Indonesian governors agree to protect Sumatra’s endangered forests
mongabay.com; October 9, 2008
The ten governors of Sumatra — along with four federal ministers — have signed an agreement to protect forests and other ecosystems on the Indonesian island, according to WWF. The announcement is significant because Sumatra is a biodiversity hotspot — home to rare and endemic wildlife — that is under great threat from logging and expansion oil palm plantations. The island has lost 48 percent of its forest cover since 1985.
“This agreement commits all the Governors of Sumatra’s ten provinces, along with the Indonesian Ministries of Forestry, Environment, Interior and Public Works, to restore critical ecosystems in Sumatra and protect areas with high conservation values,” said Hermien Roosita, Deputy Minister of Environment. “The Governors will now work together to develop ecosystem-based spatial plans that will serve as the basis for future development on the island.”
Protecting Sumatra’s environment will help combat climate change. More than 13 percent of the island’s remaining forest cover consists of carbon-rich peat forest, which stores several times the amount of carbon as conventional rainforest.
By protecting these forests from deforestation, Sumatra will provide a significant contribution to mitigate global climate change,” said Marlis Rahman, Vice Governor of West Sumatra Province.
While the announcement is a positive step for protecting threatened habitats in Sumatra, slowing deforestation will be a challenge. Much of Sumatra’s population is reliant on subsistence farming or dependent on jobs in industries that drive large-scale forest destruction, including logging and industrial agriculture. However recent developments in the western province of Aceh may serve as a model for the rest of Sumatra.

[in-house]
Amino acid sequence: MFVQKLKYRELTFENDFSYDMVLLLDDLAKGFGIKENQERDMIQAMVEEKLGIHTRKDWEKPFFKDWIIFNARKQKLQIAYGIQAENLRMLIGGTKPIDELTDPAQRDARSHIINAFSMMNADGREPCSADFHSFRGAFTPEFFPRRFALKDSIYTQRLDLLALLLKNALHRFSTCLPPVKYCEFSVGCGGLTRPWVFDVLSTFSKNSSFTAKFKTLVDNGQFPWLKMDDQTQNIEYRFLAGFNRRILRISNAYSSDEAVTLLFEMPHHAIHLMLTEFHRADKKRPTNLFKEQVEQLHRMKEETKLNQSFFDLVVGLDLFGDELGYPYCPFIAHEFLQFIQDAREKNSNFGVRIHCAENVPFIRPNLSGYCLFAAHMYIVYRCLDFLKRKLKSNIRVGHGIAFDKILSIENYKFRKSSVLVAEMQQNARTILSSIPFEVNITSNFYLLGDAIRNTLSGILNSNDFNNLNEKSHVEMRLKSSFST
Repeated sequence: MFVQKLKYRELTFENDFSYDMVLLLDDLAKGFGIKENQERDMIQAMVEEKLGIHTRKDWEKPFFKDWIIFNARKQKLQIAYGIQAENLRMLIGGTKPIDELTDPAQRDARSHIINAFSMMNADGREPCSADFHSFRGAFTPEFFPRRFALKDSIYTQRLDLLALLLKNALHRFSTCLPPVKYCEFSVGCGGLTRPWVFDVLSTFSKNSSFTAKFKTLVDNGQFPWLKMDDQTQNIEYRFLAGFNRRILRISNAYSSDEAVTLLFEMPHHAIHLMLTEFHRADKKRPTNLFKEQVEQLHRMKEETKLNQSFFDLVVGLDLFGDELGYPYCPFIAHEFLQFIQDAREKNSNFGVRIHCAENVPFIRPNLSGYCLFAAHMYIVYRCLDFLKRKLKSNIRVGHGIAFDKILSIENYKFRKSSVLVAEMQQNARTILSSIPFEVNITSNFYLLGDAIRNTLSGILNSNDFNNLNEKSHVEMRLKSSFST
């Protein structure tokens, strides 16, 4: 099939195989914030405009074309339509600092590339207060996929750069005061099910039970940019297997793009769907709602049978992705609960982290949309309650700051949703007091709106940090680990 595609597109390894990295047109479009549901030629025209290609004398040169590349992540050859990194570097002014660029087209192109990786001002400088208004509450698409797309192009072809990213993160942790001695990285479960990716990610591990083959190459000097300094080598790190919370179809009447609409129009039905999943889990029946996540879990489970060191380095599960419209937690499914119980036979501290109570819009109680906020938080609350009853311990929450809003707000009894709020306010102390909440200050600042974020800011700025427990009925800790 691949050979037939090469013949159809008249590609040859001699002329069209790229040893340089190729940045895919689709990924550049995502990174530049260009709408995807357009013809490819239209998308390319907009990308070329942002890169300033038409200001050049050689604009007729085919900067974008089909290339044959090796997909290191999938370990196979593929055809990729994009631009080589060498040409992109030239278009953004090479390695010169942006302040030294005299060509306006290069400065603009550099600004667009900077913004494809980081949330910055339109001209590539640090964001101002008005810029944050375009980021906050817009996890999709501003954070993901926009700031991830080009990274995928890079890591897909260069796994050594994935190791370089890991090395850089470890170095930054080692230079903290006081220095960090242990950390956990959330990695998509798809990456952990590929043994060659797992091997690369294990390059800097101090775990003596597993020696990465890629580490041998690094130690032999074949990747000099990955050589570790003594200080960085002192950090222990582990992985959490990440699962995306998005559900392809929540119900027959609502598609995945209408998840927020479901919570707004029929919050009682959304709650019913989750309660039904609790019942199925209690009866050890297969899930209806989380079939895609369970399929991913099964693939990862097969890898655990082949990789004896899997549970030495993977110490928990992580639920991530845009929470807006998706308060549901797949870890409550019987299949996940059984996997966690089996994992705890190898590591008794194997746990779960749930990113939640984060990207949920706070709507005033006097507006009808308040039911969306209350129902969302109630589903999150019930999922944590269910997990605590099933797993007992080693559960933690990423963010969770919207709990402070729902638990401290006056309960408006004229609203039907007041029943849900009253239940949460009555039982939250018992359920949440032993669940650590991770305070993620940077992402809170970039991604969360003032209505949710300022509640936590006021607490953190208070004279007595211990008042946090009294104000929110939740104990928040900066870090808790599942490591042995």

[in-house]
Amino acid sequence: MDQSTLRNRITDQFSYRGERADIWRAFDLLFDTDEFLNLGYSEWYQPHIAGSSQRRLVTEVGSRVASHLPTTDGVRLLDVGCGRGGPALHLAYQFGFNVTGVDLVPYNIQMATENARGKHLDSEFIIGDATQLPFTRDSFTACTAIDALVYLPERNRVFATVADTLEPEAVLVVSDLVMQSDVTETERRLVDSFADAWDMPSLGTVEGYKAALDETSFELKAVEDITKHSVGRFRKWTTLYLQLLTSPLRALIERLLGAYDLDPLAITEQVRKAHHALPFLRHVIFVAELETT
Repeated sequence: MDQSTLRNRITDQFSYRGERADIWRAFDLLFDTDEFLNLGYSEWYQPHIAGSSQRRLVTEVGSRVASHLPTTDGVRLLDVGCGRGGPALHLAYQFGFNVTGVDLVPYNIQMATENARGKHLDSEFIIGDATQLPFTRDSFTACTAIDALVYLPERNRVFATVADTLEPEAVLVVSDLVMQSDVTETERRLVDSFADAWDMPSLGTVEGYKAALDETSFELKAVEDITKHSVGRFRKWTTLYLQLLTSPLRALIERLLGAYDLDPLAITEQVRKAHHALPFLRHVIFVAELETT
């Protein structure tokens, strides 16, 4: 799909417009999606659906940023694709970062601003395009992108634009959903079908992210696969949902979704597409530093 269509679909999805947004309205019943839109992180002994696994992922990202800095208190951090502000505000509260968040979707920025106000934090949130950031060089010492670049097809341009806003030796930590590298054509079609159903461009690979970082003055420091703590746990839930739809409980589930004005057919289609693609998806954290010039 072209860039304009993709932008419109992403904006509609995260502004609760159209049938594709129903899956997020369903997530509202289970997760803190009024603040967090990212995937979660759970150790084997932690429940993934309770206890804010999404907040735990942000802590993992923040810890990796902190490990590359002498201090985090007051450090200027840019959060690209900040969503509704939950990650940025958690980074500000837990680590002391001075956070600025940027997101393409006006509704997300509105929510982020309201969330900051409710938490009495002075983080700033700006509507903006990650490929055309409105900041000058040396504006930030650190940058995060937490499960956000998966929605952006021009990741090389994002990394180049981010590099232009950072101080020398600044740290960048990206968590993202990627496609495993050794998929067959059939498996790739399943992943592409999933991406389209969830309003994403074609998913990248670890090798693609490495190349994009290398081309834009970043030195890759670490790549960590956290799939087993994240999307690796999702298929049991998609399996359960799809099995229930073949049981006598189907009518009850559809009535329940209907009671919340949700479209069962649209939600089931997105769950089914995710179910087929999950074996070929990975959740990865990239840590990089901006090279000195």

Last year Aceh Governor Irwandi Jusuf imposed a province-wide moratorium on logging in hopes that the emerging market for carbon sequestered in forests would offer better long-term prospects for the people of the province. The governor, a former rebel who was one of only 40 survivors after the December 2004 tsunami struck the prison where he was incarcerated, signed an agreement to protect and promote sustainable development in a 750,000-hectare forest reserve that is home to Sumatran elephant, the Clouded Leopard, and the Sumatran Tiger. By preventing logging and conversion of Ulu Masen forest for oil palm plantations, planners expect to reduce carbon dioxide emissions by 100 million tons over 30 years. The proceeds — in the form of carbon credits — will help fund health and education projects in the local community.
Deals like the one signed in Aceh are increasingly seen as a way to finance conservation while generating sustainable local livelihoods, but they are dependent on the recognition of forestry as a means for reducing greenhouse gas emissions. Deforestation and land use change account for roughly 20 percent of anthropogenic carbon dioxide emissions but currently have no place in international climate agreements. However this is expected to change after the 2009 round of climate talks in Copenhagen. A number of countries, including the U.S. and a coalition of 40 rainforest nations, have signaled that forest conservation must play a critical part in future climate change mitigation schemes.